Winklevoss twins: Bitcoin could be the 'currency of a country'
Having recently filed plans to start the Winklevoss Bitcoin Trust, the Harvard-educated twins of Facebook lawsuit notoriety plug Bitcoin as a potential currency for economically depressed nations.
Tyler and Cameron Winklevoss may hold one of the world's largest stashes of Bitcoins, worth an estimated $11 million or roughly 1 percent of the entire market at current trading values. So suffice it to say, the brothers have something to gain in plugging the crypto-currency's viability, especially since , a kind of Bitcoin investment fund that can be traded like stock.
"The next step for Bitcoin is potentially becoming the currency of a country," Tyler Winklevoss told attendees at the 9th annual Value Investing Congress in New York on Tuesday, reports Reuters. The twins still see debt-ridden places like Greece as a haven for the digital currency.
Back in March, rumors of a Bitcoin ATM in Cyprus sprouted up frequently amid reports on the deepening Euro crisis and plummeting confidence in the struggling multinational currency. The news helped Bitcoins burst onto the public scene, offering a seemingly more protected avenue for storing wealth at the time.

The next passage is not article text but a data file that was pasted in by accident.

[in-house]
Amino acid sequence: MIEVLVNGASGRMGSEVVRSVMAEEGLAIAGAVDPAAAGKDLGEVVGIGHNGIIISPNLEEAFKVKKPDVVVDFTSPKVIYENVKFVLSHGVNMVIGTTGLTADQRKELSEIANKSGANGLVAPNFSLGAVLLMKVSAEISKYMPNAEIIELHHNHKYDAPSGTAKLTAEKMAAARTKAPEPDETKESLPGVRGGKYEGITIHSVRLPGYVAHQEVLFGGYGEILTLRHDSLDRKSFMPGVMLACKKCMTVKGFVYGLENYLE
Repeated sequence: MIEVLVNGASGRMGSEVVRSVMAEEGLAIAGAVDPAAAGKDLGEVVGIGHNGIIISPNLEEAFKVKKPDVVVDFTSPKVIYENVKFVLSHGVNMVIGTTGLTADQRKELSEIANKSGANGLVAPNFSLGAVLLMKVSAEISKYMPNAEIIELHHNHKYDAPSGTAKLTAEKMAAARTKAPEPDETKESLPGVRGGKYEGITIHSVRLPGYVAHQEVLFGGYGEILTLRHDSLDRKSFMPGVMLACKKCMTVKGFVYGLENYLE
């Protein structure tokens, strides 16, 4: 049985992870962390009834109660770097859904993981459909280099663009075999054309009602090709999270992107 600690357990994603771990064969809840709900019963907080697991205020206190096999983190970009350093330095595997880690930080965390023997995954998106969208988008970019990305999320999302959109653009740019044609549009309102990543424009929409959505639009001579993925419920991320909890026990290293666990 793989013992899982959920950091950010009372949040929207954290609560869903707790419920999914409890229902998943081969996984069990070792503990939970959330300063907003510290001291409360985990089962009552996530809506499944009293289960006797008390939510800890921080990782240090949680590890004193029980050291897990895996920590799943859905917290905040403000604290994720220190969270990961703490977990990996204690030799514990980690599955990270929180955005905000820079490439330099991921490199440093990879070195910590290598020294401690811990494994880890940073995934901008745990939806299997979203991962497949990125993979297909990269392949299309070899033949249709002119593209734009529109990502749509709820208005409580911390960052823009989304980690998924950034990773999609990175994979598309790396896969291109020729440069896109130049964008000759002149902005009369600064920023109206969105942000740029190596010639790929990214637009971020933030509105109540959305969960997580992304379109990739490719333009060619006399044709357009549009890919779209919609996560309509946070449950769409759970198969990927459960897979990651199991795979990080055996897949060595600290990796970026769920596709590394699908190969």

But despite the-- whereupon it has yet to come anywhere near its record high of $266 per Bitcoin and currently sits at roughly $126 -- the Winklevoss twins still see the anonymous, unregulated currency as a viable way to fend off traditional debt restructuring.
They told the crowd at the Value Investing Congress that they expect to see a financial implosion in Cyprus over the course of the next two years. By using Bitcoins, the brothers reason, one could stave off the effects of the planned bail-in that forces banks' creditors to bear some of the burden by having part of the debt they are owed written off, explains The Economist.
"With Bitcoin there are no bail-ins like in Cyprus," Tyler Winklevoss said.
While there are has been fervent speculation over the stability of Bitcoins and their viability in everyday transactions in the long-run, the Winklevoss twins' presentation roused the crowd, prompting more questions from the prominent hedge fund managers in attendance than any of the previous presentations.